A grass trimmer or grass strimmer (exactly the same tool) can be a speedy way to add the finishing touch to your garden. But there are common mistakes that can be made along the way, causing potential damage to the trimmer and making extra work for you.
We’ve rounded up five common mistakes you could be making and some advice on how to avoid them in the future.
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It’s all too easy to accidentally catch the base of a tree, rockeries or walls and fences when you’re on a mission but this will likely cause the trimming line to break or, if it has a blade, blunting or breaking it.
If you do skim the base of a tree, you could also inadvertently allow bacteria to get in and cause some serious damage.
Feeding out more line can be trickier on some trimmers, which will slow you down. There’s three types of line feed:
Before starting the job, do a quick scan of where you’ll be using it and remove any stray rocks, movable pots or garden furniture to help prevent you bumping into anything. While you’re at it, also check for any animals that could be hiding. Hedgehogs can often fall victim to strimmers - so always check in the undergrowth.
Some grass trimmers have a plant guard, which is a wire hoop that projects in front of the grass trimmer. Some require pulling out and putting into place so remember to do so and ensure you keep this up against the tree or bush, and be aware that if you swipe sideways you could still cut into the bark.
Understanding the direction of the spin is very important. If the line spins in an anti-clockwise direction, it will eject the cut grass from the left hand side and cuts better with the right side.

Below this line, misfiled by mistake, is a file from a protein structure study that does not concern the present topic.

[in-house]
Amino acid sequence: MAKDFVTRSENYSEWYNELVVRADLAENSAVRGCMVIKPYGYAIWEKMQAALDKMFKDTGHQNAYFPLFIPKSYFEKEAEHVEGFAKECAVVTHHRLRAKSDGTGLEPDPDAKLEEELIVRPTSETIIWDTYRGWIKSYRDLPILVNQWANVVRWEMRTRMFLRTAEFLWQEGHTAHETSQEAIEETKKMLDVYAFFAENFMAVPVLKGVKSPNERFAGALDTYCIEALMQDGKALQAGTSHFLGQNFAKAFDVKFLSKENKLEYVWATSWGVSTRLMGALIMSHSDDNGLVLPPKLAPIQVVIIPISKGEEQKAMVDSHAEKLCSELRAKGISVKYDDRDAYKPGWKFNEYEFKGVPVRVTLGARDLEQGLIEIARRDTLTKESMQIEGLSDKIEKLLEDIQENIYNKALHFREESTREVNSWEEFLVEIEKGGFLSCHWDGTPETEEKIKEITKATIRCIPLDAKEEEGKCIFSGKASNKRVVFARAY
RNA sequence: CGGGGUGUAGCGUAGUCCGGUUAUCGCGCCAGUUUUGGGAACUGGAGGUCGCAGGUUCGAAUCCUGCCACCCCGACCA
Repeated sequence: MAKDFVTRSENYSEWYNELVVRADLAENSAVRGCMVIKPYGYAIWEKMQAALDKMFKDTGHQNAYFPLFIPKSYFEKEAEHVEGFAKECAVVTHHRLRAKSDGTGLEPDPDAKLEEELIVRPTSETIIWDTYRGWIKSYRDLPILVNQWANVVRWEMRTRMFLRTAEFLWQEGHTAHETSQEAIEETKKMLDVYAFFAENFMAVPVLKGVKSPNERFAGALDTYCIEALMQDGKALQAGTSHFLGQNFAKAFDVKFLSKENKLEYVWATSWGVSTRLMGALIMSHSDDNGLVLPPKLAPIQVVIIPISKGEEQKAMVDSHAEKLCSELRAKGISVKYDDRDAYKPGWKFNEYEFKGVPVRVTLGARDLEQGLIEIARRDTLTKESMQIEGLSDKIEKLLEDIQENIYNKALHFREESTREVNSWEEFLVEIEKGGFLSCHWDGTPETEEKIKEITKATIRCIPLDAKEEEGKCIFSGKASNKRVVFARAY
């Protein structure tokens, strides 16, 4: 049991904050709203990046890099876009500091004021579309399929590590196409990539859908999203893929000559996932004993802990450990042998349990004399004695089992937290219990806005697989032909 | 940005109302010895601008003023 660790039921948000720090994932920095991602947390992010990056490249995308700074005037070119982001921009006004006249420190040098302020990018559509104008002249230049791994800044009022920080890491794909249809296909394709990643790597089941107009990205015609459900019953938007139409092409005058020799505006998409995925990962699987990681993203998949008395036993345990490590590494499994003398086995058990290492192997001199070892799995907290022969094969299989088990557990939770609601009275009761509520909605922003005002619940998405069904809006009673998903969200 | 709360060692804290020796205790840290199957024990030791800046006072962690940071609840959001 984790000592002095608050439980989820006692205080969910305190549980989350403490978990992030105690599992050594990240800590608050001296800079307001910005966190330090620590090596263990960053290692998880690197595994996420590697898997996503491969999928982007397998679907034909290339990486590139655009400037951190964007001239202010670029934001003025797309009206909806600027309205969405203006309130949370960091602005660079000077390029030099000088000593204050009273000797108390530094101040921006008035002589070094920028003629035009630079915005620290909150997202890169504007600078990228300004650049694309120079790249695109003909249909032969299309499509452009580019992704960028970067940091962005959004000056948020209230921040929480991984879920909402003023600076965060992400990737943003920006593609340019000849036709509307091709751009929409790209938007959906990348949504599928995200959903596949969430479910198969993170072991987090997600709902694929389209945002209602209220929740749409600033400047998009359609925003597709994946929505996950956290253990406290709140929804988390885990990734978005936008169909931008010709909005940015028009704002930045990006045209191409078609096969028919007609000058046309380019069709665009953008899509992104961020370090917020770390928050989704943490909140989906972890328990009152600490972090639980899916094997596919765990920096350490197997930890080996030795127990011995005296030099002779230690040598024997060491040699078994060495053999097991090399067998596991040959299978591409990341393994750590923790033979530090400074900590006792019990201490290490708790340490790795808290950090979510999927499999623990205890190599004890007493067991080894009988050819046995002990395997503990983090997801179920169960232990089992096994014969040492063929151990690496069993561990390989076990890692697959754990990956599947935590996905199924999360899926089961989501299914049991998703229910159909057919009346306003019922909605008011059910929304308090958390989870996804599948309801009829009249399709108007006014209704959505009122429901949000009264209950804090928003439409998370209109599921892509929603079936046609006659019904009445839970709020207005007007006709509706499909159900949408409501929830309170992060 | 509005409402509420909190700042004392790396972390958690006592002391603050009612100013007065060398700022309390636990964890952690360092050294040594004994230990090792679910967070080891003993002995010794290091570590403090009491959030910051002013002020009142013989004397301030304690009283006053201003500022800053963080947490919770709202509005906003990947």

If the spin is anti-clockwise and you are moving along a fence or flowerbed, keep the right side of your body closer to where you are working. This will mean the head is positioned so that the grass is ejected to the left, otherwise it will be ejected onto the cut path you are trying to clear or straight onto a flower bed. This can then cause problems as the trimmer can get bogged down.
For tough weeds such as brambles or for areas of brash, a brushcutter is a better option for you. This replaces the grass trimmer line head with one that has a multi-sided metal plate that spins at high speed. This is longer-lasting than a plastic blade or line but you must use these with extreme caution. Alternatively, employ a professional gardener to carry out this work for you.
To keep your line flexible and make it last longer, it should absorb moisture before use. Place it in water for a minimum of 24 hours before use, and if your spool hasn’t been used for an extended period, remove it from the cutting head and soak in water for two days before using it. It’s also worth having a spare mowing line to hand at all times, as they do require regular replacement.
To prolong the life of your grass trimmer, ensure you clean it after use. Not only will it last longer but a freshly cleaned trimmer will also perform better. Dirt and debris can build up in the trimmer head and clog up the line mechanism, which means it isn’t as efficient at spinning the cutting line.
Before cleaning, ensure it’s switched off and unplugged from the mains, if it’s an electric corded trimmer. If it's a cordless model, remove the battery. Also ensure it’s had a chance to cool down after use. Wear protective gloves and, using a soft brush, brush away any grass from the trimmer’s outer casing.
Turn the trimmer over and remove any grass from under the guard and around the line feed or blades.
Before storing away your grass trimmer for the winter, give it a thorough clean and lightly spray the metal surfaces with a little WD-40, leave it on for 10 minutes before wiping dry.